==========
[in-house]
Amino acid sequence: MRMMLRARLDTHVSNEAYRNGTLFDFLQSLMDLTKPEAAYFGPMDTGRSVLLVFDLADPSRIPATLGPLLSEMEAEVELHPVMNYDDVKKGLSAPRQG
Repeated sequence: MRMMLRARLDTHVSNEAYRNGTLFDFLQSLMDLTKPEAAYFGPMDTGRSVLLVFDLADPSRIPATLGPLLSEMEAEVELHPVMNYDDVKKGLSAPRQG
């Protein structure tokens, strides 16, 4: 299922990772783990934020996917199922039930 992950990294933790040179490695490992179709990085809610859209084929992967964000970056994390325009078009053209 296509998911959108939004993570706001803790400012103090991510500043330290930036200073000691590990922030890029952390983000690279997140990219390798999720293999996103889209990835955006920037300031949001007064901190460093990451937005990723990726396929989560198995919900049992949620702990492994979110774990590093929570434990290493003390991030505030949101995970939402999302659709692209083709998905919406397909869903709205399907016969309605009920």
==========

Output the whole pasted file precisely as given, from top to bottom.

[in-house]
Amino acid sequence: MRMMLRARLDTHVSNEAYRNGTLFDFLQSLMDLTKPEAAYFGPMDTGRSVLLVFDLADPSRIPATLGPLLSEMEAEVELHPVMNYDDVKKGLSAPRQG
Repeated sequence: MRMMLRARLDTHVSNEAYRNGTLFDFLQSLMDLTKPEAAYFGPMDTGRSVLLVFDLADPSRIPATLGPLLSEMEAEVELHPVMNYDDVKKGLSAPRQG
């Protein structure tokens, strides 16, 4: 299922990772783990934020996917199922039930 992950990294933790040179490695490992179709990085809610859209084929992967964000970056994390325009078009053209 296509998911959108939004993570706001803790400012103090991510500043330290930036200073000691590990922030890029952390983000690279997140990219390798999720293999996103889209990835955006920037300031949001007064901190460093990451937005990723990726396929989560198995919900049992949620702990492994979110774990590093929570434990290493003390991030505030949101995970939402999302659709692209083709998905919406397909869903709205399907016969309605009920």